Summary: Microsoft is still attacking its competition rather than focus on its own products and comply with industry standards
Microsoft — like Novell [1, 2, 3, 4] — uses YouTube to promote its products and to spin/lie (e.g. about OOXML), but according to the following two reports, Microsoft also uses YouTube to disparage its competition. Microsoft not only sues Google and resorts to whisper campaigns; right now it has employees going out there to smear a rival of Microsoft’s biggest cash cow (and one of the very few products that are profitable):
The Irony of Microsoft’s Anti-Google Apps Campaign on YouTube
In a Microsoft video extolling its virtues, the narrator makes the point that marketing is difficult with Google Apps. It’s far simpler with Microsoft Office.
So we find it deliciously ironic that Microsoft is marketing a number of anti-Google Apps videos using Google’s YouTube. Hmm…doesn’t that defeat the point a bit?
It all feels like a company protecting its power base more so than embracing the current disruption in the market.
Microsoft Attacks Google Apps … on YouTube
They’ll let anything onto YouTube these days. No, I’m not talking about the millionth video featuring a squirrel lip-syncing to Right Said Fred, but a set of Microsoft-created videos attacking Google Apps. I guess Google, which owns YouTube, really has no inclination to censor anything aside from content that violates copyrights; but watching the Microsoft videos play out next to that YouTube logo is like watching promos for a TV show like “Dexter” (produced by Showtime) playing on HBO or another rival channel.
Microsoft sometimes uses former employees from the Office group in order to do the smearing/belittling of Google Apps and the Microsoft-paid blog called TechFlash is now giving a platform for a former Microsoft employee (“He worked in Microsoft’s Information Technology Group in the early 1990s,” says the bottom part) to do the same type of things. This control of the press is a subject that was demonstrated in the previous post and one which we’ll return to later.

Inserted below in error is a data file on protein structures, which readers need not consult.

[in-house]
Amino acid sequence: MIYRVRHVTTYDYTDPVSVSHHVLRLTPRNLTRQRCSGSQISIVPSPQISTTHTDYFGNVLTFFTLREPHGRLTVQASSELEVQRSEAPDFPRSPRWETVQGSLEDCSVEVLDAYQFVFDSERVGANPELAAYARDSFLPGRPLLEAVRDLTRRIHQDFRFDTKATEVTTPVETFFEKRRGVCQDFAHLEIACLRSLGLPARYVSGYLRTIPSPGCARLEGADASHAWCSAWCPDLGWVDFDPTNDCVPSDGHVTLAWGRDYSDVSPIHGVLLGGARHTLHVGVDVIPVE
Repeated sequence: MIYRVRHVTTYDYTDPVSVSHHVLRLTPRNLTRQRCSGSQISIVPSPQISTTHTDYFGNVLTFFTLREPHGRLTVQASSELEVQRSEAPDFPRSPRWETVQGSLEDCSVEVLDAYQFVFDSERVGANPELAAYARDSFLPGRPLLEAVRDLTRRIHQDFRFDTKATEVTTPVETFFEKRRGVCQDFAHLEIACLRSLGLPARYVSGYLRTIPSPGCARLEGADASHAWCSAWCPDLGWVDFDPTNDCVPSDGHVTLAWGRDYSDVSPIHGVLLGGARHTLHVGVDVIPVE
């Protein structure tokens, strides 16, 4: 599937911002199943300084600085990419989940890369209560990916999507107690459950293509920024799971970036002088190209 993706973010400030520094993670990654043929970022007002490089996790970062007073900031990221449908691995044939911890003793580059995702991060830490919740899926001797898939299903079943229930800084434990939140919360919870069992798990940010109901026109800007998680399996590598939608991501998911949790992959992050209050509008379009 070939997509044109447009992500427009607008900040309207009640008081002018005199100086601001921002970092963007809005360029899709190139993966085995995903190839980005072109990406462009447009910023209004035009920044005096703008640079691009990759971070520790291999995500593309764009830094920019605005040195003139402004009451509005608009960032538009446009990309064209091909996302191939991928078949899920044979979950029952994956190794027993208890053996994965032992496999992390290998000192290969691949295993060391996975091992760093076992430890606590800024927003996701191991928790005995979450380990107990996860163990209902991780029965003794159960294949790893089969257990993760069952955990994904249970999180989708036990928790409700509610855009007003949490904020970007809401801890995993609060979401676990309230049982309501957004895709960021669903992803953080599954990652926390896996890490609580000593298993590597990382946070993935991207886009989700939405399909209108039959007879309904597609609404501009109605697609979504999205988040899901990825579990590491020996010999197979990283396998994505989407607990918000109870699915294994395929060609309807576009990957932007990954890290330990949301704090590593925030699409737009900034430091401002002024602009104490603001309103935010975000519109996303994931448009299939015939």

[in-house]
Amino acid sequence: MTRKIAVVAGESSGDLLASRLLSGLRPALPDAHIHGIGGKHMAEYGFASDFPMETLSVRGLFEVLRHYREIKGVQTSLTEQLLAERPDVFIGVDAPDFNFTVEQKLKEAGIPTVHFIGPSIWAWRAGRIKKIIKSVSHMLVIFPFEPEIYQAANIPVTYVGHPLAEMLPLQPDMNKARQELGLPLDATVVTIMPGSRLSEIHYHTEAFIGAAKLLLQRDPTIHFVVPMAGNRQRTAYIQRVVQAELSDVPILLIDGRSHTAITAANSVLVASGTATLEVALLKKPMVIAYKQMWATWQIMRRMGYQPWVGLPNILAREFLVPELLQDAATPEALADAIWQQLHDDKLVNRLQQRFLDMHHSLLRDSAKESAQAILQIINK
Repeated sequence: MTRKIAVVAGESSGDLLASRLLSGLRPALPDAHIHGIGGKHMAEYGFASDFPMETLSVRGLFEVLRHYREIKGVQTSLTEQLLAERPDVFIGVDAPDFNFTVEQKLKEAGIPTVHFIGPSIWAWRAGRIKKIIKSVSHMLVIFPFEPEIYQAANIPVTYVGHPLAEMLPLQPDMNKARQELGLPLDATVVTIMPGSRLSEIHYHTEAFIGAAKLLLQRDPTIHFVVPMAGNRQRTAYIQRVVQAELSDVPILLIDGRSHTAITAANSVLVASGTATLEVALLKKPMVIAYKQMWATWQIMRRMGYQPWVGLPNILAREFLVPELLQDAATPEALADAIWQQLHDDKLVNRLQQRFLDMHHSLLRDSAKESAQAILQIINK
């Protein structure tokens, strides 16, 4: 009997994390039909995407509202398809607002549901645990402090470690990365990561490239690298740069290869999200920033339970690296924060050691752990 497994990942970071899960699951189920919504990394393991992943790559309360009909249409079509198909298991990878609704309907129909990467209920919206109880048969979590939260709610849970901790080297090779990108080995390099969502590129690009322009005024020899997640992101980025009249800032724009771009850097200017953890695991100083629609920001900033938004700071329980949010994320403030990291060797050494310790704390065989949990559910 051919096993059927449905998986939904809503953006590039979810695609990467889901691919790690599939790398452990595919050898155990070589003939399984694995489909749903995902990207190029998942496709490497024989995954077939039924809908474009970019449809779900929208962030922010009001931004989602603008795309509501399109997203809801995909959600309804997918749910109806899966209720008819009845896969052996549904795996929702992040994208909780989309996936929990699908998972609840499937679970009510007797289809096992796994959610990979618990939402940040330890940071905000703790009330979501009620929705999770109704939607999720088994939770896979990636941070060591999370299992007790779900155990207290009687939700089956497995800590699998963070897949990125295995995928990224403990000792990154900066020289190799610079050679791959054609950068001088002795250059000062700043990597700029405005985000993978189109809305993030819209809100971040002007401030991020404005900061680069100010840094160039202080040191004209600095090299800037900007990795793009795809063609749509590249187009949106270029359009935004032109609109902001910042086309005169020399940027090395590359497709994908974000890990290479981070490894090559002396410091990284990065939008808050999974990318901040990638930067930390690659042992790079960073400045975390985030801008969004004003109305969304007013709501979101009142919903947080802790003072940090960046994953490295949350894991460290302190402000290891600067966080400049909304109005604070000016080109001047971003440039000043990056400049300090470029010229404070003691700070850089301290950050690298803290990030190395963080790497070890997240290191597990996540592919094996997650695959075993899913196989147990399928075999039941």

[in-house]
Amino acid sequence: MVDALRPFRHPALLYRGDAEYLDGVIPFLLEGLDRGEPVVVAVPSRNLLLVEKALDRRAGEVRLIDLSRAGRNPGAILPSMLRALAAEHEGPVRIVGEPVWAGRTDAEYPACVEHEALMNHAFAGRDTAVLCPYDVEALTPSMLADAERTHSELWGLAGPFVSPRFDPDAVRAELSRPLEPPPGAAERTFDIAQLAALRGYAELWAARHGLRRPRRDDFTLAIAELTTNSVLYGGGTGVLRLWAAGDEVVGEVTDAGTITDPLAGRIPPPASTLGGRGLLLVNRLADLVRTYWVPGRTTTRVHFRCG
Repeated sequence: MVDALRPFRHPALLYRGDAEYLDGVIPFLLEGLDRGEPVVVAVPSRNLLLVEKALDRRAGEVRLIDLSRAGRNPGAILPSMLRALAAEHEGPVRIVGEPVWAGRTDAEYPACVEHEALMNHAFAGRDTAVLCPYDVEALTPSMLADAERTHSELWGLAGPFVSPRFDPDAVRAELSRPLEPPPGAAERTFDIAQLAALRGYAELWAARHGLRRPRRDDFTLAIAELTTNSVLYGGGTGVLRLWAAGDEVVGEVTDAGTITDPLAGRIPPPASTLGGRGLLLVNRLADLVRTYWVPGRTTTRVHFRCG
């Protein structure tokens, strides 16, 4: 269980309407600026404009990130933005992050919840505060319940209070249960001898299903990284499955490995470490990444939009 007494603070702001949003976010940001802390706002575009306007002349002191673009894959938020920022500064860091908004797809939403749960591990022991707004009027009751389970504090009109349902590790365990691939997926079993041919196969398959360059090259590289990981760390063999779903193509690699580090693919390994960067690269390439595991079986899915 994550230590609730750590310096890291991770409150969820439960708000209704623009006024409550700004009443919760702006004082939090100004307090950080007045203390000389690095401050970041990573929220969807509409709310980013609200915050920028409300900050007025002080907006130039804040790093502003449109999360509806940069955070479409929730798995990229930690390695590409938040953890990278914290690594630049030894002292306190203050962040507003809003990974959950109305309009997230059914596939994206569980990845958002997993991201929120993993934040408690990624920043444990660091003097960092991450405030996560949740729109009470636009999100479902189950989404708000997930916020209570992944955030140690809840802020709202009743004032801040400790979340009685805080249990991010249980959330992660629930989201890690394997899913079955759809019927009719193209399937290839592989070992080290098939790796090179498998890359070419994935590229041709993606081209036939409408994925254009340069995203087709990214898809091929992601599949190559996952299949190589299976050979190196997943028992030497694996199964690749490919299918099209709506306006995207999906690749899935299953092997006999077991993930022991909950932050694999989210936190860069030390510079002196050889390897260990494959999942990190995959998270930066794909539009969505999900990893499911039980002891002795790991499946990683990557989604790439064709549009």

It’s easy to see why Microsoft is so concerned. First it was ODF and now it’s Google Apps. One dismantles Microsoft’s lock-in using open formats that everyone supports and the other challenges Microsoft’s core business model. Microsoft's old friend, Dina Bass from Seattle, has just disseminated this Microsoft narrative which she originally published in Bloomberg:
Microsoft Corp. President Stephen Elop is preparing for the biggest shakeup to the $19 billion Office business in a decade as the company races Google Inc. to sell Internet-based programs.
The article is imbalanced and Google is hardly quoted at all (even though it’s a subject of the article). It reads almost like an advertisement for Microsoft. Speaking of which, Microsoft already advertises a product that’s not even available (Office 2010) and someone sent us this screenshot of a new dialogue, which he described as “Satan’s talk with Jesus, at the desert.” As usual — and as we have expected all along — Microsoft sells people the illusion that ODF is defective. Microsoft doesn’t even implement it properly [1, 2, 3, 4, 5, 6, 7].█